Thursday, December 31, 2015

A Glimpse As To Why Ministry Is a 24/7 Calling

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Exodus 27: The Tabernacle’s Altar of Burnt Offering, The Court, & The Use of the Lamp

Exodus 27:1-21: In chapter 27 of Exodus, God gives detailed instructions for each of the items listed in our heading. Please read your preferred version of Scripture in parallel. Below we simply highlight some of the key features of the chapter for our study. 
In the first few verses (eight to be exact) of this chapter, God describes how He wants the altar to be constructed. I found verse 3 to be of significant interest. There we read, “And you shall make its pails for removing its ashes, and its shovels and its basins and its forks and its fire pans; you shall make all its utensils of bronze.” Now if we ever needed evidence that God cares for the details in our lives (beside the reminder elsewhere in Scripture and in song that ‘His eye is on the sparrow, how much more does He care for us’), this is it. Here is the Almighty God giving instructions to His people about building an altar and He bothers to mention all the ‘maintenance’ tools required for this altar to operate properly – tools to prepare sacrifices and offerings, as well tools for its cleaning. One would have thought that the children of Israel didn’t need to be told what was required to keep an altar going and clean.  So, yes indeed, I can safely say with a lot of assurance that He cares about all the details of our circumstances and lives.
In the next section of this chapter (verses 9 to 19) God describes the courtyard He would like the tabernacle to be set in and subsequently the “hangings” that are to go around the edge of the courtyard.  You will remember when we were studying the previous chapter (Chapter 26) we indicated there was some confusion as to ‘what was what’ especially with respect to “boards” vs. “curtains”.  Well, the plot thickens in this chapter, as it appears that God has given instructions that involve curtains and boards and ‘hangings’, the latter for the periphery of the courtyard.  If we stick with Him in this regard, we would then have to rethink our position on what the ‘boards’ were, or more precisely where they were used.  We will leave this to others to figure out.
The most important part of the chapter in my thinking is found in the last two verses, 20 and 21, which read:
“And you shall charge the sons of Israel, that they bring you clear oil of beaten olives for the light, to make a lamp burn continually.  In the tent of meeting, outside the veil which is before the testimony, Aaron and his sons shall keep it in order from evening to morning before the Lord; it shall be a perpetual statute throughout their generations for the sons of Israel.”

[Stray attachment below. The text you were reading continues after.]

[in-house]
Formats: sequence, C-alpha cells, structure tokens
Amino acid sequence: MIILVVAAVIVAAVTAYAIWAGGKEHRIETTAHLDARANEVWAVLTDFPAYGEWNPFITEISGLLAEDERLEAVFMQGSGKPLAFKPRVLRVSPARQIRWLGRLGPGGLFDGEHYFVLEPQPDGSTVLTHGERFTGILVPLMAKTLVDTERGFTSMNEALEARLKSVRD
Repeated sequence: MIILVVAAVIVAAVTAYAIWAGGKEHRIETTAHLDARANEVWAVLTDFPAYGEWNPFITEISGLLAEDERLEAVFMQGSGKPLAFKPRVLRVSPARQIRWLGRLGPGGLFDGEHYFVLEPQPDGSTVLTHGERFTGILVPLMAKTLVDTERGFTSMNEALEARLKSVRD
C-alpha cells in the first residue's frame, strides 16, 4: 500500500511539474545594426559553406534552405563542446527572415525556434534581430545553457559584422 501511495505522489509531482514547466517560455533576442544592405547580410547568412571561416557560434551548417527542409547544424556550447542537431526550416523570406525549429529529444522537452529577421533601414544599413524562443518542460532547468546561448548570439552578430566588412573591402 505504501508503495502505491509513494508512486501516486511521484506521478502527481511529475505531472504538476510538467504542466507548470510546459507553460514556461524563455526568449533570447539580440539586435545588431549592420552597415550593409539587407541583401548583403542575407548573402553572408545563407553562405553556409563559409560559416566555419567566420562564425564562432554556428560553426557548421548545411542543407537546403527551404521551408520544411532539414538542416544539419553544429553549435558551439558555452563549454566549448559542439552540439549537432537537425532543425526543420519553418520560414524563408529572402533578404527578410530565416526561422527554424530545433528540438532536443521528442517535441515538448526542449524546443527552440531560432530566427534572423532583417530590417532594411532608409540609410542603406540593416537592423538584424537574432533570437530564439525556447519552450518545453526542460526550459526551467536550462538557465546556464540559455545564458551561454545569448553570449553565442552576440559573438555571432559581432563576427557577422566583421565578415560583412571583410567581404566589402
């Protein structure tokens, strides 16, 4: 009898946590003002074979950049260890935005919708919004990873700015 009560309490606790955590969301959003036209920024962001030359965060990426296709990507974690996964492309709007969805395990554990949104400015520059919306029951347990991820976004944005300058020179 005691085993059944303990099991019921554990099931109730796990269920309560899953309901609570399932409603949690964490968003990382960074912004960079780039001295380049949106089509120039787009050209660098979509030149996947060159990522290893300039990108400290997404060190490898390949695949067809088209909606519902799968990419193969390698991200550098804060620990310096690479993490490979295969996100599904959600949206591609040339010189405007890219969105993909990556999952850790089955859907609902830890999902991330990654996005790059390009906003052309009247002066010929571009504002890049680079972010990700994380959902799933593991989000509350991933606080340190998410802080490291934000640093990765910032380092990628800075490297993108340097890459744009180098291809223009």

These verses carry for us a most symbolic message as I see it. God charges us to offer Him clean lives as a continuous light to the world. It is interesting that NASB uses the term “beaten olives” in verse 20, as does the KJV, the ESV, and the RSV.  We note, however, that the NKJV, as well as the NIV and NLT have utilized the phrase “pressed olives” instead. Commentator David Guzik prefers the latter saying that believers are not beaten but we are – “hard pressed on every side, yet not crushed (2 Corinthias 4:8) - and God uses our times of pressing for His glory.”

Our pastors and priests and ministers are charged with a 24/7 responsibility to keep that light (the congregation or people that God has put in their charge) in good working order before the Lord, so they can be that light to the world. And part of that responsibility is that those who are appointed as official priests and pastors and ministers are to help us keep that command of God’s from generation to generation.

So there you have it. We can well ask ourselves several questions:
1.     Am I doing my part to see that this responsibility is indeed being met as God commanded?
2.     Is my church (and I as part of it) ‘burning continually’ as a light to the world?
3.     Do my spiritual leaders understand that their calling and job is a 24/7 one, not a 40-hour or even 60-hour week, fighting hard for their vacations and times off in lieu?
4.     Will the generation that comes after me keep this statute as God commanded?
If the answer to any of these questions is “No”, then we must ask ourselves “Why not?” and “What can/should we do about it?” Then we must pray for God’s discernment and direction to make things right.

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Sign up (on the right) to receive free updates. We bring you relevant information from all sorts of sources. Subscribe for free to this blog or follow us by clicking on the appropriate link in the right side bar. And please share this blog with your friends and while you’re here, why not check out some more of our recent blogs shown in the right hand column.

Also, I’ve read some good books and make some great recommendations for you at http://astore.amazon.com/accorconsu-20 which you can purchase right from there.

Check our firm out at Accord Consulting.

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